To figure out the vertical position for your vehicle and the up-vector for the view, you will first need to locate the current position in x/y, the figure out which triangle you are in, and finally interpolate to find the height and components of the up vector within the triangle.
Perspective projection should be applied in the OpenGL projection matrix stack (glMatrixMode(GL_PROJECTION)), while viewing transformations should be applied in the OpenGL model/view matrix stack (glMatrixMode(GL_MODELVIEW)). It is probably easiest to move the view matrix setup into your draw function and just update state in your motion function.
You animate motion by making changes each frame then redrawing. Normally, GLUT only calls your draw function if something it knows about changes. However, if you call glutPostRedisplay inside your draw function, it will cause GLUT to call your draw function again for a new frame as soon as the current frame is complete (the mouse motion handler does this). To animate continuous motion, decide your speed in meters per second, figure out how much time has elapsed using gettimeofday(), then move your viewpoint an appropriate distance forward.
Do all of the matrix manipulations yourself, using only glLoadMatrix to set the final result. I would recommend getting the base project working using the OpenGL matrix functions, then replace them incrementally. You will get more credit for a working program that makes partial use of glLoadMatrix or glMultMatrix than a completely non-working program that uses only glLoadMatrix. This should not be too difficult if you use the man pages for the OpenGL transformation functions as reference.
Add some fun additional animated vehicle motion. Be creative think about what kinds of motion a vehicle might have, then figure out how they'd break down into per-frame steps.
Plan ahead first. Know how you're going to find the position and view vector. Once you have a plan, implement in stages that each produce a visible result. While it is not part of the assigned project, it may also be useful to set up extra keys to show debugging results. For example, a key that switches from the perspective view to an 'assignment 2' view with the vehicle postion marked by a gluSphere could be helpful if you are having trouble debugging your position code.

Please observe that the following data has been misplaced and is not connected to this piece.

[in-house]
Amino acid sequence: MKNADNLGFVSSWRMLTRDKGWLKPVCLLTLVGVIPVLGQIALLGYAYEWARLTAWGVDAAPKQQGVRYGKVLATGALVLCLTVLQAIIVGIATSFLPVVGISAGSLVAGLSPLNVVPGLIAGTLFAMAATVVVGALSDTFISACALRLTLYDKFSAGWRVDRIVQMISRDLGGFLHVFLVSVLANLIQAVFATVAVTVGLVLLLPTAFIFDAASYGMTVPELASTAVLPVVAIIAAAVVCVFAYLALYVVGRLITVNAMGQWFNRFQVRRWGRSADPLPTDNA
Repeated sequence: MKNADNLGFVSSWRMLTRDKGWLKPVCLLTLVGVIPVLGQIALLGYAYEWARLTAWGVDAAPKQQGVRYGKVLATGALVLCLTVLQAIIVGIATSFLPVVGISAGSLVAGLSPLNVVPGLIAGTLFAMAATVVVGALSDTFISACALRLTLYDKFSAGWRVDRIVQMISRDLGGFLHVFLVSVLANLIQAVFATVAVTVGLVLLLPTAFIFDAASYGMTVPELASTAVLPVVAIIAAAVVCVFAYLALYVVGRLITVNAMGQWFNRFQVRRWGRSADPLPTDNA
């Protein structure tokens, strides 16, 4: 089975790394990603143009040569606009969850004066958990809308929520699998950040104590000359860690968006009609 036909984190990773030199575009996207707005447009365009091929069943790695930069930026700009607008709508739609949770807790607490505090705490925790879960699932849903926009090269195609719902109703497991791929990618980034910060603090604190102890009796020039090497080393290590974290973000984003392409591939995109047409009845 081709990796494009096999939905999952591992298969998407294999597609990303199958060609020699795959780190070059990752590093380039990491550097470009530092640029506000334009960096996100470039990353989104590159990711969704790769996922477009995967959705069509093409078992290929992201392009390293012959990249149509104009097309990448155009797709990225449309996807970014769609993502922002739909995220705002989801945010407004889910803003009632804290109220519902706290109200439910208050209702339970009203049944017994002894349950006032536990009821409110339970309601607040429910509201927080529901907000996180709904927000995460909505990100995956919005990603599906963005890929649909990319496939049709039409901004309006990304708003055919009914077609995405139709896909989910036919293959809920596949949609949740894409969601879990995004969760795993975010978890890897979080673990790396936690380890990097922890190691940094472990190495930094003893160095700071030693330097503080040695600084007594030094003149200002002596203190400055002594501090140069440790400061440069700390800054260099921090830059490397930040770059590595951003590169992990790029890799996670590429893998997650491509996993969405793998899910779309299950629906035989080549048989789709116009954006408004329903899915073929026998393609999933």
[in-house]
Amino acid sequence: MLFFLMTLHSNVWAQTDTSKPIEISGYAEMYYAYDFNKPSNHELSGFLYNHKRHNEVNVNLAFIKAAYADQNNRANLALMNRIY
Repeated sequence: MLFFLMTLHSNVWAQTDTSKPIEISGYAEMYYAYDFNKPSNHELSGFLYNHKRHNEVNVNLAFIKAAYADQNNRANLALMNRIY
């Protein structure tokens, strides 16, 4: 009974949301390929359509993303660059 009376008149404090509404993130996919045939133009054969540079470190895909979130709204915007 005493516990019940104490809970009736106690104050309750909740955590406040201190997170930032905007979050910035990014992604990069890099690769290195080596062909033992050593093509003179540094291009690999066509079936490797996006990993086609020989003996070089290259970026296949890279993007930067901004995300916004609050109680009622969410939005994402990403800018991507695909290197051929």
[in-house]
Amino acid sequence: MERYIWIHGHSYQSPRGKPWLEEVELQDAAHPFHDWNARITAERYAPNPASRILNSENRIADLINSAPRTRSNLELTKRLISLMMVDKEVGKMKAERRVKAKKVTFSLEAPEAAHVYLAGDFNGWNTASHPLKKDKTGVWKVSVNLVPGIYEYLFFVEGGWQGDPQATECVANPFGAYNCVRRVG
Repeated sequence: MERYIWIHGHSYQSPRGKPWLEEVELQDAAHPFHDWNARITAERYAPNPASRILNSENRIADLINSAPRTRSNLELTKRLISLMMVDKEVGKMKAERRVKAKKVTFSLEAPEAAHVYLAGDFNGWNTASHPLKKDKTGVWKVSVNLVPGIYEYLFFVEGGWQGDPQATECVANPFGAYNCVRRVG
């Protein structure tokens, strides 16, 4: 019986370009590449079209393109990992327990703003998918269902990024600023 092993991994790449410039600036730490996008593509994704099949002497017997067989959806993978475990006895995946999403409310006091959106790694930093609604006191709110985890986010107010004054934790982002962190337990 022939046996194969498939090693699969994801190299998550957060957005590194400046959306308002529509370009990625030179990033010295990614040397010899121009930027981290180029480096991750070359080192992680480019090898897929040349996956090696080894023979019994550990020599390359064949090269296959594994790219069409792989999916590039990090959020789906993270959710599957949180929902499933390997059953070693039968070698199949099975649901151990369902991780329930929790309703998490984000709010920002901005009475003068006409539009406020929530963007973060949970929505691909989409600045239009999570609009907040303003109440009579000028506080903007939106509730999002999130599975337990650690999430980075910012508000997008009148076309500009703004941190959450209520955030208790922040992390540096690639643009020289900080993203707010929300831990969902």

If your assignment 2 did not work, you can get a working sample version from me after you have turned in your final version of assignment 2. However, I would encourage you to start from your own assignment 2 code if at all possible. Problems with your assignment 2 will not count against your assignment 3 grade, but you should at least have some landscape height and smooth per-vertex normals.
You may find the following OpenGL calls helpful to complete the assignment:
Turn in this assignment electronically by checking it into your Assn3 CVS directory by 11:59 PM on the day of the deadline. We will use a dated checkout for grading, so you will be graded on whatever has been checked in as of 11:59 PM. Submit a readme.txt file telling us about your assignment. What (if any) help did you receive from books, web sites or people other than the instructor and TA? What interesting motions did you add?
Also submit everything we need to run your submission. We should be able to run 'make' in your submission directory on the linux.gl systems to produce a running interactive OpenGL program. Submit your modified Makefile, any C/C++ files, and any other auxiliary files we might need. Be sure to comment your code! You will not be graded on the presence or quality of your comments, but we will look at your code and anything that helps us understand what you did (or were trying to do) can only help. In any case, your programs are expected to be robust and easy to understand.
As a reminder, gl machines include all of the OpenGL man pages (you don't have to be sitting at one, you can just 'ssh gl.umbc.edu'). Just try 'man glFrustum', etc. to find out more about any function used in the assignment that sparks your curiosity. Also, the OpenGL 1.1 Programmers Guide (the "OpenGL red book") is available online, and is a good reference